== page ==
Jump to content
The Political Lounge

Favorable or Unfavorable #418: George Frisbie Hoar


Favorable or Unfavorable #418: George Frisbie Hoar  

13 members have voted

  1. 1. Did you read my first comment?

  2. 2. Favorable or Unfavorable #418: George Frisbie Hoar

Recommended Posts

George Frisbie Hoar (MA-R) is the brother of Ebenezer Rockwood Hoar. GF Hoar is certainly a social progressive, although he was considered a fiscal conservative. As such, he could be considered a progressive conservative, an ideology that I wished still existed in the GOP. 

Let me clarify two points below. In 1882, he opposed the Chinese Exclusion Act because he thought it contradicted the idea that America was "land of the free." In regards to the 1880 GOP Convention, Frisbie didn't fear Garfield would back out of the nomination, he feared Garfield might say something that could cause some faction to back away from Garfield, therefore keeping the Convention going on for even longer. Frisbie just wanted the Convention to finally make a decision. So he interrupted Garfield. 

Oh, one more, in 1887, the government wanted to take votes from the women away to punish the polygamists of UT. States were allowed to let women vote if they wished, although at this point only Western territories were supportive of suffrage. The GOP of the 1850s-1890s was extremely anti-Mormon, especially anti-polygamists (they used the term anti-bigamists). So it was popular elsewhere to just be mean towards UT. That they punished all UT women to get at polygamists reminds me of that scene in the TV show Arrested Development when Gob Bluth sleeps with George Michael Bluth's ethics teacher in order to get back at Michael Bluth (George Michael's father). George Michael says something to the effect that it didn't make sense--"Why would he sleep with my ethics teacher to get back at you? I'm the one that likes her!" and Michael's response is something like, "I know, I know that, but you know Gob. He's not a target shooter. He just kind of sprays it everywhere." 

His actions:

Hoar, George Frisbie 1870 proposes federal aid to lower-level education
Hoar, George Frisbie 1871 proposes a federal labor commission
Hoar, George Frisbie 1874 Received Sen. Sumner's deathbed request to lead his Civil Rights bill through Congress upon his death
Hoar, George Frisbie 1876 Part of the commission that settled the contested Pres election for Hayes
Hoar, George Frisbie 1880 Stops Garfield from speaking at GOP Conv upon Garfield's nomination, fearing Garfield might talk his way out of the job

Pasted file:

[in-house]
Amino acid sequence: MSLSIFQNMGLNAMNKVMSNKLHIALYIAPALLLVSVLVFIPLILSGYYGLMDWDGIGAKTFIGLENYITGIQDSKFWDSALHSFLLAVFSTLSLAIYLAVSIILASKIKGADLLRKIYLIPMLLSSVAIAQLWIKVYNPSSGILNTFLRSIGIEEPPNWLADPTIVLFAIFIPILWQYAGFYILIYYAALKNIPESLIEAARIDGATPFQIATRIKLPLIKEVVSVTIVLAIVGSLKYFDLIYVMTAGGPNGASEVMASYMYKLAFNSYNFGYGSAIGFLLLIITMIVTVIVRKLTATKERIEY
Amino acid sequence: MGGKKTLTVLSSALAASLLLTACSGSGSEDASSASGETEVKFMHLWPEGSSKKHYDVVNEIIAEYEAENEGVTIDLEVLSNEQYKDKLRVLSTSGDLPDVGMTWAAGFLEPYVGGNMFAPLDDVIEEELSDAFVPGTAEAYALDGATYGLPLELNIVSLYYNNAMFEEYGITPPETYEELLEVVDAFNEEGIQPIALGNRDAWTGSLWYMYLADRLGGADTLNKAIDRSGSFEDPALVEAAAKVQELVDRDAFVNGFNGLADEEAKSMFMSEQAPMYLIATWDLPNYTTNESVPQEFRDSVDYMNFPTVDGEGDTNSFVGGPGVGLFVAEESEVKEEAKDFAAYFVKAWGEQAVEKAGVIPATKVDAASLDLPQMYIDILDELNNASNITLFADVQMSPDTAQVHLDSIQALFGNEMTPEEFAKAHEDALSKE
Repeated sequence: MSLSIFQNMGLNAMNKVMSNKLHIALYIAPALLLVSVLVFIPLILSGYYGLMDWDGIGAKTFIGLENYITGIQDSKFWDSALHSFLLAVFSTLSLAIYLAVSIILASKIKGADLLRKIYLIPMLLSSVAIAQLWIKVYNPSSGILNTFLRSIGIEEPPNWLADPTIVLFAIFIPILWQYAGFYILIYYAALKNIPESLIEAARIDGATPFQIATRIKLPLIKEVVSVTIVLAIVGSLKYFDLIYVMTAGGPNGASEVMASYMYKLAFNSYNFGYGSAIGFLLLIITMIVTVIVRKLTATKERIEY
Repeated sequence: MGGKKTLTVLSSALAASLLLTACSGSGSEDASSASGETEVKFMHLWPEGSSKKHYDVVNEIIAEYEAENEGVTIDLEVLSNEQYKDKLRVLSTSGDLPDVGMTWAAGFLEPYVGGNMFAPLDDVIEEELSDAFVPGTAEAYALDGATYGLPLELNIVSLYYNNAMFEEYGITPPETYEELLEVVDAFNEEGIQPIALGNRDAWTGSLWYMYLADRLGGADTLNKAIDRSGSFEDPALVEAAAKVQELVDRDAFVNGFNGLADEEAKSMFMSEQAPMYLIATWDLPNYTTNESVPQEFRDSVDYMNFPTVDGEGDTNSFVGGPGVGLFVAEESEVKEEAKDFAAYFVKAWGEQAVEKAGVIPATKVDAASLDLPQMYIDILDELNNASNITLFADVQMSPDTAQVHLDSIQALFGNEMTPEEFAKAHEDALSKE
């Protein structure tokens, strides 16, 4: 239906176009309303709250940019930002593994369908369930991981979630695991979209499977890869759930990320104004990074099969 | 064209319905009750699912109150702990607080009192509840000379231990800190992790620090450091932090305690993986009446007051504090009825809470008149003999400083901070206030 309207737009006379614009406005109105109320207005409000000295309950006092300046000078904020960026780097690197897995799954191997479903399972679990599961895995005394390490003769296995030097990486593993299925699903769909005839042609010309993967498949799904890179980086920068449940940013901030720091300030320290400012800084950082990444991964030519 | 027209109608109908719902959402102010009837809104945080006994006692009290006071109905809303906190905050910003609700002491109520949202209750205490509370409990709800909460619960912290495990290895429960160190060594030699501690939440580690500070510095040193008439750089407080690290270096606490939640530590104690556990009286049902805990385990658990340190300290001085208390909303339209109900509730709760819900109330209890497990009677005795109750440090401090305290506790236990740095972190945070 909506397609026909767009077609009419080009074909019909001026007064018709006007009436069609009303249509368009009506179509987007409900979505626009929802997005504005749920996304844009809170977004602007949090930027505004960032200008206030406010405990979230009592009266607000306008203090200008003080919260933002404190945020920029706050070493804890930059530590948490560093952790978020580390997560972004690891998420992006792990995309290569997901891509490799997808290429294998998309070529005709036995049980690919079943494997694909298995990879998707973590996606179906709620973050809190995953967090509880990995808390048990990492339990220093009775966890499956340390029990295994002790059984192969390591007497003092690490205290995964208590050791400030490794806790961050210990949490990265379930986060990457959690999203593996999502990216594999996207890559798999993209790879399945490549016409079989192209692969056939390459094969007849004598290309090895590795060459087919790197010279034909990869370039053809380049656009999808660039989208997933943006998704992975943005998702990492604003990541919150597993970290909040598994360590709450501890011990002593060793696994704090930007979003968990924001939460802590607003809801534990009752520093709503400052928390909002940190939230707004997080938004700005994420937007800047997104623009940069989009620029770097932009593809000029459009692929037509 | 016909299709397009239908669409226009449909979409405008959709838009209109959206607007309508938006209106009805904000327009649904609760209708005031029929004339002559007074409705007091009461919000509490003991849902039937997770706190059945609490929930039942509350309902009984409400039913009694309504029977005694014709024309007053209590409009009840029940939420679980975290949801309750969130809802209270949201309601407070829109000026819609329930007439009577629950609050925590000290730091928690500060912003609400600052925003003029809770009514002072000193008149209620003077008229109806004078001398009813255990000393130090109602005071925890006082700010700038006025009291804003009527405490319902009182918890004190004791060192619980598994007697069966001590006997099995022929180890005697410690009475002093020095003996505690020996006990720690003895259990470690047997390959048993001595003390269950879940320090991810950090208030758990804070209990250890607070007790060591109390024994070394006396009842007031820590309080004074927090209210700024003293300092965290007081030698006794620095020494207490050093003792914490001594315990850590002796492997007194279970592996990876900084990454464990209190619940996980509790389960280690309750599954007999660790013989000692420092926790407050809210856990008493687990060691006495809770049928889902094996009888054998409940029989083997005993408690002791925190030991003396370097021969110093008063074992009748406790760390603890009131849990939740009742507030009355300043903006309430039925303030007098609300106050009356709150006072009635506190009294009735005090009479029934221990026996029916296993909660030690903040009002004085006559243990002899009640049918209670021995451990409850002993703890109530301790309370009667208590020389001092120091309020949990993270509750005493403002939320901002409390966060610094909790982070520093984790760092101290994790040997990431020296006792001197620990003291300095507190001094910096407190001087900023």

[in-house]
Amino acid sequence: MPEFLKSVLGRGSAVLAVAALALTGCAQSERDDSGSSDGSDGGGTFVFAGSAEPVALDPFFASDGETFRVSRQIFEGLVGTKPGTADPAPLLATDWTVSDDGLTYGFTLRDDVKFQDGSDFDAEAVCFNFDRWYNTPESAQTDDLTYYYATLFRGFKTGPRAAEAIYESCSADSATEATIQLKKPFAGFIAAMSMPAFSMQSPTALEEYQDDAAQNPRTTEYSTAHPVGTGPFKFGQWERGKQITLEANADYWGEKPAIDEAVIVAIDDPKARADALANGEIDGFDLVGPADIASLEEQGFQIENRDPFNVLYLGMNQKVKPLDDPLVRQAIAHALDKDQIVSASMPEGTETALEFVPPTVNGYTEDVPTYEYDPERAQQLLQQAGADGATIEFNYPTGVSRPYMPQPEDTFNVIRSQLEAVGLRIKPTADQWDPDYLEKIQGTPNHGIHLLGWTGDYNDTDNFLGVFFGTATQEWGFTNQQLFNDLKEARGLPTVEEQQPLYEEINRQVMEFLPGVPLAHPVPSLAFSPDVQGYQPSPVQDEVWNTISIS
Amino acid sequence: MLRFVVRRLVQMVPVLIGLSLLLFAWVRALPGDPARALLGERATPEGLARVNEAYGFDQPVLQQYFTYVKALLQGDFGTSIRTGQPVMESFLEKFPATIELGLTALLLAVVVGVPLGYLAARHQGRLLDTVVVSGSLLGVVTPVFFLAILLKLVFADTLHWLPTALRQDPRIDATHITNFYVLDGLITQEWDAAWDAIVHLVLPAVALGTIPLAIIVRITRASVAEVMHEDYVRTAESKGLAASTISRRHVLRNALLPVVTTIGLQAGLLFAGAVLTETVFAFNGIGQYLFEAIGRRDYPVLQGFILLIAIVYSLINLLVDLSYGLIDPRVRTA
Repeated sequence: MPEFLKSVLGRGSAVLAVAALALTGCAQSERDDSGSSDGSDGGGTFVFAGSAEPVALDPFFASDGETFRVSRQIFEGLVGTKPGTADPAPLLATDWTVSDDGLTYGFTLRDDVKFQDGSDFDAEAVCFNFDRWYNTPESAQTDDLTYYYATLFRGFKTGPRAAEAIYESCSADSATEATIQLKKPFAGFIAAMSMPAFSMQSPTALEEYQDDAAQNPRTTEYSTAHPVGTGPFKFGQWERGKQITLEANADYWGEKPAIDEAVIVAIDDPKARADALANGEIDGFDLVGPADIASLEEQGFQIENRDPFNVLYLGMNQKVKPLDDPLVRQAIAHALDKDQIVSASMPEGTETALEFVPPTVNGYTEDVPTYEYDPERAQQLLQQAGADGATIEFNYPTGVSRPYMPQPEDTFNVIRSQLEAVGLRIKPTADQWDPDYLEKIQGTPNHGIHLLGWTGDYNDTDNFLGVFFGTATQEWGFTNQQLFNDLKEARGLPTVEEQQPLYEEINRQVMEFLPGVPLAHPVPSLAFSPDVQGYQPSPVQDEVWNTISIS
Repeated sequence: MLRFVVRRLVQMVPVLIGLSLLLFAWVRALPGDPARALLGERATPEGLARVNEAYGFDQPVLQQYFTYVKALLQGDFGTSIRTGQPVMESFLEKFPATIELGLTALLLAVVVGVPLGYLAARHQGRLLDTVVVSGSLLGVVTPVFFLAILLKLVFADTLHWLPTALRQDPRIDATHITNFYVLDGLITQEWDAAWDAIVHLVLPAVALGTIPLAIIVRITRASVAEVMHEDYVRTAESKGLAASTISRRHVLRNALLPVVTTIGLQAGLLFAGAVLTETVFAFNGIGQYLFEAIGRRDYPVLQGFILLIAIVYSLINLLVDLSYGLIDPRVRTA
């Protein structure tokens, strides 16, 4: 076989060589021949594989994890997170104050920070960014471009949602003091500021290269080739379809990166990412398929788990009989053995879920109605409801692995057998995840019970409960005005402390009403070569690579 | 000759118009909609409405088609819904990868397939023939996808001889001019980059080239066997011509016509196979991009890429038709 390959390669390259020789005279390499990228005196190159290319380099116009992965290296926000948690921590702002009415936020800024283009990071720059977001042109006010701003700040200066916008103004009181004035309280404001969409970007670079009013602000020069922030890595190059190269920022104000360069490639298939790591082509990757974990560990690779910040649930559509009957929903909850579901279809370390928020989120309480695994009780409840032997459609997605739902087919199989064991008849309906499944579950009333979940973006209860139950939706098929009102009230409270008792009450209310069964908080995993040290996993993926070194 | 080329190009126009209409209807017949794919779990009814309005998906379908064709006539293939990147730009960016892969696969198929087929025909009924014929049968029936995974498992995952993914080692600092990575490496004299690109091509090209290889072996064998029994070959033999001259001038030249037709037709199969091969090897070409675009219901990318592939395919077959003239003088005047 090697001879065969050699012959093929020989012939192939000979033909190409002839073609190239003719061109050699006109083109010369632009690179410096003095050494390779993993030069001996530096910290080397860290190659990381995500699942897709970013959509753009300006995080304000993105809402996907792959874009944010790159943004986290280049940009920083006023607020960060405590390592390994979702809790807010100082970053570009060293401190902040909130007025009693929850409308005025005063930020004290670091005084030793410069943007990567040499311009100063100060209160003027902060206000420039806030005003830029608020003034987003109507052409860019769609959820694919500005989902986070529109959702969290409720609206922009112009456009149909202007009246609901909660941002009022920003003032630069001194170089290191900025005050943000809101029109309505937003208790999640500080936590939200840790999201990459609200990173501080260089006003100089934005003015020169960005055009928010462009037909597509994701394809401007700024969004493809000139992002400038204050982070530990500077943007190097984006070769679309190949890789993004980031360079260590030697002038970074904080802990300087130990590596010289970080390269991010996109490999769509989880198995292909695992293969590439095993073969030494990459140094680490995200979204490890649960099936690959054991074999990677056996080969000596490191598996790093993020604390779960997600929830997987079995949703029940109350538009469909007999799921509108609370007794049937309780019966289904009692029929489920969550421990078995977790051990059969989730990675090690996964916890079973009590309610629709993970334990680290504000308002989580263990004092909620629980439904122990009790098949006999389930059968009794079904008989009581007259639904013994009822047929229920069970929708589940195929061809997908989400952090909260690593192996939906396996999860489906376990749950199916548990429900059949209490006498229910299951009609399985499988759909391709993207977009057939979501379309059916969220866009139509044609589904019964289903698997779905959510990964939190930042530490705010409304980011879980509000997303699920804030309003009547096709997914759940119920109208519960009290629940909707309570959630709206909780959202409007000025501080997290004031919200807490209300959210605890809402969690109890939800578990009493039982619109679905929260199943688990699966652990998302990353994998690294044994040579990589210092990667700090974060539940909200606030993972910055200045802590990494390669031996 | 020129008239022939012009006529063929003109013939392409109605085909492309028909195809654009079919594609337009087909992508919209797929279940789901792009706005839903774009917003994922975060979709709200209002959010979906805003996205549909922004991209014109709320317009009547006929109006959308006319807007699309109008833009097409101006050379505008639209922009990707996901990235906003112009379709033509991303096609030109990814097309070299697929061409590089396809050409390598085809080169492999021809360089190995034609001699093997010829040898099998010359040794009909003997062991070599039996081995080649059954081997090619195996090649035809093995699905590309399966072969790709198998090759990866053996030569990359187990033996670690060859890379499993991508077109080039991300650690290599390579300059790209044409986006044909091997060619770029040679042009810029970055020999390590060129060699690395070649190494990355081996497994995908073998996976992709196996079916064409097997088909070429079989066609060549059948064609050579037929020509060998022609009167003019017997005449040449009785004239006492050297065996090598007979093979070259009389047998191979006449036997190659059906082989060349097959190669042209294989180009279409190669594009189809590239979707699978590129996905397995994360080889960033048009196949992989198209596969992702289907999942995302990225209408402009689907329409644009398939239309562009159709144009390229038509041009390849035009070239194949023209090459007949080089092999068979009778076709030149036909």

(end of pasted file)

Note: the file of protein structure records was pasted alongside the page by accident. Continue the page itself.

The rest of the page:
Hoar, George Frisbie 1882 A leading opponent of Chinese Excl Act
Hoar, George Frisbie 1886 Authors presidential succession act
Hoar, George Frisbie 1886 Advocates voting rights for women in Congress
Hoar, George Frisbie 1887 One of only 7 Senators to opposed Edmunds-Tucker Act, which took voting rights away from women in UT
Hoar, George Frisbie 1887 Strong advocate of the Dawes Act, and typically a champion of rights for Native Americans
Hoar, George Frisbie 1889 writes GOP triumphalist piece in North American Review
Hoar, George Frisbie 1890 shapes Sherman Antitrust Act
Hoar, George Frisbie 1890 role in advancing Lodge's Force Bill
Hoar, George Frisbie 1891 Influential Senate Judiciary Committee Chair. Serves 11 years, with 2-year interruption, including during the Spanish-American War
Hoar, George Frisbie 1898 Helped defeat McKinley's attempt to annex Hawaii by treaty, although it was later annexed by a joint resolution
Hoar, George Frisbie 1898 Opposes annexation of Philippines
Hoar, George Frisbie 1898 a leading anti-expansionist
Hoar, George Frisbie 1902 Opposes Holmes's SC nomination
Hoar, George Frisbie 1903 plan to license all interstate business
Link to comment
Share on other sites

Join the conversation

You can post now and register later. If you have an account, sign in now to post with your account.

Reply to this topic...

×   Pasted as rich text.   Paste as plain text instead

  Only 75 emoji are allowed.

×   Your link has been automatically embedded.   Display as a link instead

×   Your previous content has been restored.   Clear editor

×   You cannot paste images directly. Upload or insert images from URL.

  • Create New...